Music and Masons

Franz Joseph Haydn (1732-1809)

As part of our Music and Masons series, here is a page on Franz Joseph Haydn (1732-1809), who was reportedly brought into Freemasonry by his friend Wolfgang Amadeus Mozart in Vienna on 11 February 1785.

Franz Joseph Haydn was one of the leading composers of his day. Rather than attempting a lengthy biography of Haydn on this site, here are some websites with additional information about Franz Joseph Haydn, followed by selected YouTube videos of performances of Haydn compositions:

Haydn’s output was prolific but here are some selected YouTube videos of Franz Joseph Haydn compositions:

Trumpet Concerto (with Wynton Marsalis as soloist)

Here’s another performance of Haydn’s Trumpet Concerto, recorded in 1998 with Yehudi Menuhin conducting and Hakan Hardenberger as soloist:

Cello Concerto

Cello Concerto No. 1 in C major – with Mischa Maisky as soloist

Cello Concerto No. 2 in D major – with Mischa Maisky as soloist

Piano Concerto

Piano Concerto No.11 in D major – Mikhail Pletnev as soloist

Violin Concerto

Violin Concerto No. 1 in C major – Joshua Bell as soloist


Haydn wrote 108 symphonies between 1759 and 1795. Here are a few selections:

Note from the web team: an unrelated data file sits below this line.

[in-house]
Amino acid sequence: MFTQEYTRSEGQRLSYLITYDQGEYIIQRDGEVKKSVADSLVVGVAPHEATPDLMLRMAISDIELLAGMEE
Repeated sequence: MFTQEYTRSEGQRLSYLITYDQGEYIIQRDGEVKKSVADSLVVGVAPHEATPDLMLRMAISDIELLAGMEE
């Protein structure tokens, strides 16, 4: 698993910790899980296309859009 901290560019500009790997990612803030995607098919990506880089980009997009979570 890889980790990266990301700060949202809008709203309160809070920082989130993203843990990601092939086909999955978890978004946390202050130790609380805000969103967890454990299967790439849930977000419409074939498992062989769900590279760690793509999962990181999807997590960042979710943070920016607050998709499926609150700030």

Symphony No. 45 in F sharp minor – known as the Farewell because the musicians gradually leave the stage during the final movement (the 4th movement). Haydn’s employer, Prince Nikolaus Esterházy, was apparently in the habit of taking extended trips with his private orchestra – which was led by Haydn.

Haydn wrote the 4th movement during one of these trips as a hint to Prince Nikolaus Esterházy that the musicians wanted to go home.

Here’s the 4th movement on its own:

Symphony No. 79 in F major – performed  by Christopher Hogwood and the Academy of Ancient Music

Symphony No. 88 in G Major – This performance is by the Vienna Philharmonic with Leonard Bernstein conducting.

Symphony No.94 in G major. Known as “the Surprise” because of the sudden loud chord in the 2nd movement. Apparently Haydn noticed some members of his audiences dozing during performances and decided to wake them up.

This performance is by the Vienna Philharmonic with Leonard Bernstein conducting.

Symphony No. 101. – known as “The Clock”. Performed by Sinfonica de Galicia

Symphony No. 103 in G Major – known as “The Military”

Symphony No. 104, known as “The Military” – Performed by Sinfonica de Galicia

Sinfonia Concertante

Sinfonia Concertante in B flat major

The Creation

performed in English by the Lawrence Symphony Orchestra and Chorus

performed in German by the Vienna Philharmonic and State Opera Choir


Piano Sonata no. 59 in E flat – performed by Alfred Brendel

Religious Music

Mass In Time of War

The Creation

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